However, as an intelligent species, I believe it is within our natural rights to exercise some control over when and whether we procreate. Evolution may want us to procreate as often as possible, in the hope that an abundance of offspring will guarantee that some of it survives, and that the resulting diversity will improve the species' adaptability to changing environmental conditions. But evolution doesn't give a damn about the relative quality of life we each have, or even if any particular one of us survives (after all, it is in evolution's interest that the unfit be eliminated), and it doesn't care if it's convenient or not for us to have a dozen or more children to raise and take care of at any given time.

Yet, because of the way we're designed, we possess an extremely powerful desire to mate with individuals who are attractive to us. So, assuming that having as much sex as possible, and just letting the babies come as they will, is unacceptable, there are only two solutions. One is to abstain from having sex except in those cases where procreation is the goal. And the other is to use our intelligence to manipulate nature in order to have sex while preventing (or greatly reducing) the possibility of procreation. In essence, thwarting evolution.

Now, I don't agree that the first solution is tenable. There might be some, who have a low enough interest in sex, that it would work. And for them, that's fine. But it's not going to work for everyone. And this is where people with certain religious opinions sometimes get on my nerve. They say that the presence or absence of pregnancy after any given session of intercourse is god's will, and that to interfere with that is unacceptable. Well, fie on them. This is one case where I have absolutely no problem 'playing God' (or even just mucking with his already fucked up plan).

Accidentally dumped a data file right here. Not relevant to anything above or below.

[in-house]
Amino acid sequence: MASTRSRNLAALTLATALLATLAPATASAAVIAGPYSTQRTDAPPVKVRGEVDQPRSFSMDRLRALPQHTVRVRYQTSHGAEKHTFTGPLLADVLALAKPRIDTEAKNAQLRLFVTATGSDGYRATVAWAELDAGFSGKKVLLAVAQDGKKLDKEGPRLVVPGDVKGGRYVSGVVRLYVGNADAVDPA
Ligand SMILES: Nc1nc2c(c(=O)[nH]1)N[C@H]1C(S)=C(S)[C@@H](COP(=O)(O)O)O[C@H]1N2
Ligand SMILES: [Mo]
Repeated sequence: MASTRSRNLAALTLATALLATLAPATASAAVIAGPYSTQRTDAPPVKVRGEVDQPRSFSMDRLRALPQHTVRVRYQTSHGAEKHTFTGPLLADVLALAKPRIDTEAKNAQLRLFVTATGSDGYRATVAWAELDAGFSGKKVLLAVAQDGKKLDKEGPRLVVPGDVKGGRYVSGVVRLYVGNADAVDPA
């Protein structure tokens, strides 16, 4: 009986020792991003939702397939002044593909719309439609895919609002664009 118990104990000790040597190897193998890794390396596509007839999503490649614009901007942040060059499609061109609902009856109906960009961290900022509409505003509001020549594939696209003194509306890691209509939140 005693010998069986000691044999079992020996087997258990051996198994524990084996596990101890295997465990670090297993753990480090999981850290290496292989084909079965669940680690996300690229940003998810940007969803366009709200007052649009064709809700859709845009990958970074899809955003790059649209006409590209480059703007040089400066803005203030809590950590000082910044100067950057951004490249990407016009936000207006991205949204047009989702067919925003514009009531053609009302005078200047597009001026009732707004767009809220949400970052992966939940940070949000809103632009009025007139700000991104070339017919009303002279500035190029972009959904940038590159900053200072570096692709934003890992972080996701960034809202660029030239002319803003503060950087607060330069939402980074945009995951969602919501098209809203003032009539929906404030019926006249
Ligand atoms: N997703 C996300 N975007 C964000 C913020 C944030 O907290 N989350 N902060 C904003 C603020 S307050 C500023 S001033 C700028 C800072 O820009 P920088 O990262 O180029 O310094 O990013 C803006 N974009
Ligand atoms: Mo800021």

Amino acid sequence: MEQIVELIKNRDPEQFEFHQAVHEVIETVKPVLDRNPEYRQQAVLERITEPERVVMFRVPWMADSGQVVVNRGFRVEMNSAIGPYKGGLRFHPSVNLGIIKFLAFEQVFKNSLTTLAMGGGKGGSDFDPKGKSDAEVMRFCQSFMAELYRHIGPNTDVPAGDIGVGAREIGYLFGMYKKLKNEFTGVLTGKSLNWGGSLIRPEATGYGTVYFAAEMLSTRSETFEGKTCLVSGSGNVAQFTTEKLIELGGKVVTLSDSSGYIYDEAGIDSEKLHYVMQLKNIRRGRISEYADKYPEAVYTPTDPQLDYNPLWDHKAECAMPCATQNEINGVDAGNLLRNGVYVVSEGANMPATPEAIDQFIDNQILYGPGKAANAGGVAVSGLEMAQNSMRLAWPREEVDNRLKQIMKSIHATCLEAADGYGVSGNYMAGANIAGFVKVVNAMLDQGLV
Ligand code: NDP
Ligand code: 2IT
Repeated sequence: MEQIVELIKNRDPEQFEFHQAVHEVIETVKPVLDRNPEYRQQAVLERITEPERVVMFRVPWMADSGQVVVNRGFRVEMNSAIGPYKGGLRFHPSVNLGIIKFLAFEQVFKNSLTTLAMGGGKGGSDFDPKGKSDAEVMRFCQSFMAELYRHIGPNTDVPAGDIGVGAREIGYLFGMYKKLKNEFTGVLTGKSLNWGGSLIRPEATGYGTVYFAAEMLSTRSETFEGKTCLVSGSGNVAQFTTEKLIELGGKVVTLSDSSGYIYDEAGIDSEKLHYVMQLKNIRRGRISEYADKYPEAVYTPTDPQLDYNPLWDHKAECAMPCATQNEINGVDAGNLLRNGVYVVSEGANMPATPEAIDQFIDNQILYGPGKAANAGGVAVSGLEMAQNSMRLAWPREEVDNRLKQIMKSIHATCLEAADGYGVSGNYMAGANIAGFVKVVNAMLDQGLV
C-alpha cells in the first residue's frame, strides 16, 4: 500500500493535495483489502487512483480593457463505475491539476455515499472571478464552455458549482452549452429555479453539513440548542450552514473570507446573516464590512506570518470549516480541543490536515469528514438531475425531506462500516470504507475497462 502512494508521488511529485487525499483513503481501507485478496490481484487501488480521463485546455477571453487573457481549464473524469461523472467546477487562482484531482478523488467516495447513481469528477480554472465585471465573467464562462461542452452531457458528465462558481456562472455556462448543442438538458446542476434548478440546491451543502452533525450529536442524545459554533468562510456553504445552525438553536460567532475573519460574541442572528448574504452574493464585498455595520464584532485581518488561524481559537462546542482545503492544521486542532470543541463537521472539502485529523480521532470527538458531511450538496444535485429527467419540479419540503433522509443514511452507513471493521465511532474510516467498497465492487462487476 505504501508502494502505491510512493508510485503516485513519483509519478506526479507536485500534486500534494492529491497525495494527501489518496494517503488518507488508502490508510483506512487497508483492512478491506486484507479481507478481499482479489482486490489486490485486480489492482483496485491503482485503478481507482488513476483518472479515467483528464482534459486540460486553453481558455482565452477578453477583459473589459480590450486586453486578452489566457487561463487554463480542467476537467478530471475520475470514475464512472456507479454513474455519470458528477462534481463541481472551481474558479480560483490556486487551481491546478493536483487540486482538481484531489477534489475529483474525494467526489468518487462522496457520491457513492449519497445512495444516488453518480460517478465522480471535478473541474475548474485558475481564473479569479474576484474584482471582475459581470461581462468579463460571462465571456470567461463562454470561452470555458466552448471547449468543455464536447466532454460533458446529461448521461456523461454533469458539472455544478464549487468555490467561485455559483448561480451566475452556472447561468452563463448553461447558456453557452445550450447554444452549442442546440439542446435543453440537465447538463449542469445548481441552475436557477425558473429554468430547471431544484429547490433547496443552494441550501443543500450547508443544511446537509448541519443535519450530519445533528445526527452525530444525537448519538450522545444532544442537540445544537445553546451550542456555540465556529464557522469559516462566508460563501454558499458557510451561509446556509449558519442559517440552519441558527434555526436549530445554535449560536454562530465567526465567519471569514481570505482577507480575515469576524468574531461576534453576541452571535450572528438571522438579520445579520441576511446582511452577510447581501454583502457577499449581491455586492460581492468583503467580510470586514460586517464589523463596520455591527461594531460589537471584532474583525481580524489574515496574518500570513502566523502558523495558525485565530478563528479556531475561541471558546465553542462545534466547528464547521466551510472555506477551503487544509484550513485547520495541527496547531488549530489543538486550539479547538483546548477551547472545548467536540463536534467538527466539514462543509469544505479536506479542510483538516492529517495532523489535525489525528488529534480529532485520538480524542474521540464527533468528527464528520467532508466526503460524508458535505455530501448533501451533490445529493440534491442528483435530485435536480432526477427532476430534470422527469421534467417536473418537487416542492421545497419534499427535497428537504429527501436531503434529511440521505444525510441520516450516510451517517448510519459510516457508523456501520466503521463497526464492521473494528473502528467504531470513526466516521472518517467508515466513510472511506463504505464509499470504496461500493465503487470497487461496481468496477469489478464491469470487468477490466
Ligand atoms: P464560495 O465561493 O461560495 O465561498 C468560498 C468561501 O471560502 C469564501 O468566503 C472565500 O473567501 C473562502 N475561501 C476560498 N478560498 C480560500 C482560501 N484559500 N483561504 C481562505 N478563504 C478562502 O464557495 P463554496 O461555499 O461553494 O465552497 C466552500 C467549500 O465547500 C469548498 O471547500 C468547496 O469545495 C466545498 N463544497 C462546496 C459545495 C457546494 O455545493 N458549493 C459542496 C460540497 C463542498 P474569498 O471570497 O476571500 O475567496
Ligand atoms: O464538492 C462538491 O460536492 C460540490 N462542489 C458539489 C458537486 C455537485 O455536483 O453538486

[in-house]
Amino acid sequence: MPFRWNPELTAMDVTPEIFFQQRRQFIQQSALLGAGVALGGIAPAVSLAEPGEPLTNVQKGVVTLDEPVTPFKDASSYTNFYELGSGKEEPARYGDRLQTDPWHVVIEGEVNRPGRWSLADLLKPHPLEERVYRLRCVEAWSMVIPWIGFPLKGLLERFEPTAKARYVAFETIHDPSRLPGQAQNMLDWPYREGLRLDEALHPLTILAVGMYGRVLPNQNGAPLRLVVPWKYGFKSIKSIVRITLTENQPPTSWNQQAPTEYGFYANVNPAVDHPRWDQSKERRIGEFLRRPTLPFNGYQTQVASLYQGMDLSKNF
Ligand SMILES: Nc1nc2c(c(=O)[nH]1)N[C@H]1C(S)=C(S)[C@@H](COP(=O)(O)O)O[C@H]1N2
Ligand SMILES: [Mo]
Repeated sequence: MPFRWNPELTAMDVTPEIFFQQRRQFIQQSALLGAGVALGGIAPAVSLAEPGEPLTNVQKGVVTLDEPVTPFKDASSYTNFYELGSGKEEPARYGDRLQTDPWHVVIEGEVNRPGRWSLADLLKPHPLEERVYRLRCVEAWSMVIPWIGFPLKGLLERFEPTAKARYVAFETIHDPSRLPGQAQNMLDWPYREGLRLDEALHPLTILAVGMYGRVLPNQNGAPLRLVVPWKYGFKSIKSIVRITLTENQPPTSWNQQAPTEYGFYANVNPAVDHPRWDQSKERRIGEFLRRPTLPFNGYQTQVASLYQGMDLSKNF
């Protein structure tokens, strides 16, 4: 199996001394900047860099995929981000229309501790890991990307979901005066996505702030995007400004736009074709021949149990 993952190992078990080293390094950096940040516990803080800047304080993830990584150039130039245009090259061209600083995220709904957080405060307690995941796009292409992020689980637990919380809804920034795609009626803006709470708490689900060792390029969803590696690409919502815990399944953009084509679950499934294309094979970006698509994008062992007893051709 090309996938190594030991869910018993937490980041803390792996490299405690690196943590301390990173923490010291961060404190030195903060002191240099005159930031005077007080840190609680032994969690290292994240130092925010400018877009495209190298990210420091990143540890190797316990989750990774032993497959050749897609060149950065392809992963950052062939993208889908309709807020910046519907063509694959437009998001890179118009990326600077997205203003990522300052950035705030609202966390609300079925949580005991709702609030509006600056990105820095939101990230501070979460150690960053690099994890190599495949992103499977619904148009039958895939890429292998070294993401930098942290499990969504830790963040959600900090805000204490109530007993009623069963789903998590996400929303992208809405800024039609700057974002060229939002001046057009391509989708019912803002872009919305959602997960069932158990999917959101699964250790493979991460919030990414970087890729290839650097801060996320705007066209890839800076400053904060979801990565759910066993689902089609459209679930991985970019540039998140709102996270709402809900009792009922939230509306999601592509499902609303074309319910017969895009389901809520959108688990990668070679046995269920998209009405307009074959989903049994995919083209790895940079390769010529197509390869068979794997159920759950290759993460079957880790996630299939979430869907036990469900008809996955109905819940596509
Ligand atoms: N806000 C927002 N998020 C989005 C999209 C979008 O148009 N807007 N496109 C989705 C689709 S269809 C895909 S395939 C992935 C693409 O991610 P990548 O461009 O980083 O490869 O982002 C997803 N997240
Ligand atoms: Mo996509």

But the point of this is that there is nothing wrong with pursuing sex for pleasure, absent (or detached) of any interest in procreation. We are intelligent and advanced enough as a species that we can afford to do this. Admitting, acknowledging, and pursuing our biological interest in sex while simultaneously doffing the incentive to procreate is neither immoral, irresponsible, nor unconscionable. And I would like to see less shaming of people with a decidedly 'prurient' interest in sex. There is nothing criminal or antisocial about enjoying a good lay, and it is not degenerative to explore or celebrate the virtues of sexual discovery and exploration in discussion or entertainment or the arts.

The Whole World's Gone Mad, But The Solution's Not The Obvious Choice

"Public nudity is a crime, and yet pornography and hypersexual advertising is everywhere."

The pull of this statement relies on the assumption that nudity is benign, and that pornography and hypersexual advertising are bad things. Nudity can be benign, but it depends on context. The only thing wrong with hypersexual advertising is the fact that it's advertising, and advertising is inherently evil. But pornography - there is nothing wrong with pornography. Does pornography degrade one's ability to appreciate 'pure', nonsexual nudity? No.